Plain words should be used to restrict negotiation. A cheque only crossed with the direction “account payee” is not sufficient to restrict negotiation. As will appear from illustrations (f) and (g) to this section an indorsement containing only a statement about the consideration is not a restrictive endorsement. But if an instrument payable to a certain person oi bearer is endorsed by the payee to a specified person it is a valid restrictive indorsement. Where one endorses and delivers a note to his son or agent it will be a question of fact to be decided from the particular circumstances of the case whether the property in the instrument has passed by such indorsement. A bill may be endorsed to another for collection or deposited with him for some special purpose and the indorsement cannot go beyond the directions expressed in the indorsement. Such indorsements restrict further negotiation and donot pass legal title to the amount. The relation between the indorser and the indorsee in such cases is like that of the principal and agent. Except against a holder in due course it is always permissible to prove, in case of conditional delivery, or delivery for a special purpose, that the indorsement was never to pass the property in the instrument absolutely to the indorsee. As between the indorser and the immediate indorsee the terms will be binding although the terms on which the indorsement and delivery are made need not be expressly stated on the instrument. The reason is that in regard to his immediate indorsee the liability of an indorser arises out of the contract between them which is founded not merely on the indorsement itself, but also upon the delivery to the indorsee and upon the intention with which the delivery is made and accepted, as proved by words spoken or written by the parties and the circumstances, such as the usages of the place, and the course of dealings between the parties, under which the delivery takes place.
The illustrations to the section give instances when the indorsement is restrictive and when not. A restrictive indorsee can maintain an action in his own name against all parties whom his indorser could sue but has not the right to negotiate the instrument unless expressly authorised to do so by the indorsement. Where, however, a restrictive indorsement authorises further negotiation all subsequent indorsees take the instrument with the same rights and liabilities of the first indorsee under the restrictive instrument.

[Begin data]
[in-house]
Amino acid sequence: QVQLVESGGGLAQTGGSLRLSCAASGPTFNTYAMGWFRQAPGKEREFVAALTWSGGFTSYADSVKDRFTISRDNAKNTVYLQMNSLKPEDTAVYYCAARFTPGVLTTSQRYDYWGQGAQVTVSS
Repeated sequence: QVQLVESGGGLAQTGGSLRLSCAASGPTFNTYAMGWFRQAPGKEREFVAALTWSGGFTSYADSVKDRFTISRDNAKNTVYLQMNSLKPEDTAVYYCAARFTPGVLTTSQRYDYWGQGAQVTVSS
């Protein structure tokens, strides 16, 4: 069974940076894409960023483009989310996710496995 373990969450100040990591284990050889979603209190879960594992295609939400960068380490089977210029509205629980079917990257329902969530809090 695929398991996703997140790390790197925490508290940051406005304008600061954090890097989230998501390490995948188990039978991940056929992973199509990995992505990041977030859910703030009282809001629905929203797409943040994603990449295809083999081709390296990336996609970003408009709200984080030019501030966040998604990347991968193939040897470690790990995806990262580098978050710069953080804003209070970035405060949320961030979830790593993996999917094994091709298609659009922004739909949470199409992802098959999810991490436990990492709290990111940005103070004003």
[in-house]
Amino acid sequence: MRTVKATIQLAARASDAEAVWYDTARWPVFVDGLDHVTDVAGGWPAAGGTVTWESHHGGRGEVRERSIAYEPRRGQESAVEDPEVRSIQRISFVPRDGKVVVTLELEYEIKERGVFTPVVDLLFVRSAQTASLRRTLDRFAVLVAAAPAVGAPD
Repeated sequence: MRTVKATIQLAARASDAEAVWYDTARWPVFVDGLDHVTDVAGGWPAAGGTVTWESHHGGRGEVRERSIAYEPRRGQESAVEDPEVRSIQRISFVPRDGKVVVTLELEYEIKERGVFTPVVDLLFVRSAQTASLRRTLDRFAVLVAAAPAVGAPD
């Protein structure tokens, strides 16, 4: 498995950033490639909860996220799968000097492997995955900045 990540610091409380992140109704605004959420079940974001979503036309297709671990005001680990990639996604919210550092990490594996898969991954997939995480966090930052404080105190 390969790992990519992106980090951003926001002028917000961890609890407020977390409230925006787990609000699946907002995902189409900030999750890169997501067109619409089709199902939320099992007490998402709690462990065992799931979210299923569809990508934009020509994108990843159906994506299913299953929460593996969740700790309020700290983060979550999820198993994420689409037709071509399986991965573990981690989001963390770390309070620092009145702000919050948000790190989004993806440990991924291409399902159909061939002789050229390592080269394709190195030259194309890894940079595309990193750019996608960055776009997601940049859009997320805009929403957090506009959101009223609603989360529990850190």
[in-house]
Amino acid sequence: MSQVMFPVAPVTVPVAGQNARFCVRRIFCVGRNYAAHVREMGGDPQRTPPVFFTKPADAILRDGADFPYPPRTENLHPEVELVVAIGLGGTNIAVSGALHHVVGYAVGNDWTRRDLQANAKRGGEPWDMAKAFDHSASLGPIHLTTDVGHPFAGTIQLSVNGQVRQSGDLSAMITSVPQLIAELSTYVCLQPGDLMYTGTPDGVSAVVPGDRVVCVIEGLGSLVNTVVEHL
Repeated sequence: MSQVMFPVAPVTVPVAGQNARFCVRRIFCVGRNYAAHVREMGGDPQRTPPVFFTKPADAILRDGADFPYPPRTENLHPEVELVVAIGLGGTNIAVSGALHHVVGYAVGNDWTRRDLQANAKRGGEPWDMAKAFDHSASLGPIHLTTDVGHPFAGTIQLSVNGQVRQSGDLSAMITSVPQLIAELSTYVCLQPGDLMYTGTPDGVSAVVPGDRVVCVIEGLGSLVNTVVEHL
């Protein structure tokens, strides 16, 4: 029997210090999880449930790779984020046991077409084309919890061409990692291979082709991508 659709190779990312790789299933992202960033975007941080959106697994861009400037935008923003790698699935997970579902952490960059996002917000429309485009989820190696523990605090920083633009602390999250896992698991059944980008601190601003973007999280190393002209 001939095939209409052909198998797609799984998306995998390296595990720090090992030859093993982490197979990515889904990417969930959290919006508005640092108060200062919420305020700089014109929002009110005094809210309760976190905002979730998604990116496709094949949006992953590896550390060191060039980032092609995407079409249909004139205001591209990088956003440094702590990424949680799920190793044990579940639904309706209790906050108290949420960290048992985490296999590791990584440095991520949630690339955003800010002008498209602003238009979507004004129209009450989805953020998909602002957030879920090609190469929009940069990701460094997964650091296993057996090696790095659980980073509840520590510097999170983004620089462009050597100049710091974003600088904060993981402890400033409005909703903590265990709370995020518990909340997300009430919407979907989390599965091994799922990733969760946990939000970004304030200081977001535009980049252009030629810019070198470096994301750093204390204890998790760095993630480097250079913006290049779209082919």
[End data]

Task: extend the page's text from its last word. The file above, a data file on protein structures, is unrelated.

Thus, where A indorses a bill as 'Pay B or order for my use’ and B endorses it to C who recovers the amount at maturity. A can recover the amount of the bill from C for C received the amount at maturity for use of A as expressly stated on the instrument. C in such a case is bound to pay the money even after the death of the indorser.
As already stated the relationship between the indorser and the endorsee for collection is one of principal and agent. The endorsee for collection is a holder under section 8 but has no title to the bill as owner and is a mere agent for collection. If the amount, the endorsee is authorised to collect, is paid to the indorser the endorsee cannot recover. Where the amount has not been so paid he can recover even by a suit in his name but he will be liable to render account for the amount recovered. Where from the terms of indorsement accountability cannot be inferred between the endorser and the indorsee the endorsement is not for collection and, therefore, the endorsee alone can recover and has the right of suit. The restricted endorsee takes the instrument with all the rights of the indorser except the right of negotiation, and, therefore, in a suit by the endorsee all defences available against the indorser are available against him.
The indorsee for collection does not lose his right of suit on the indorser’s death but if he returns the note to the indorser he ceases to be a holder and in case the amount on the note is due the indorser, to whom the note has been returned, can sue for the amount without a re-indorsement in his favour. If a transferee of a bill returns the bill to the indorser as useless without any re-indorsement he will be deemed to have abandoned his right as a transferee and cannot acquire a right to sue on it without fresh consideration even if the bill comes to his hand. An endorsee for collection may realise the money out of the assets of the maker in the hands of his sons after his death. A bill endorsed for collection in favour of A can be re-endorsed in favour of C which automatically cancels the previous indorsement. A payee is competent to strike out an indorsement made by him without consideration in favour of one of the makers and sue on the note.
Instances of what are not restrictive indorsements are to be found in illustrations e, f, g, added to the section. It is obvious that a mere statement in the indorsement about its consideration is not a restrictive one.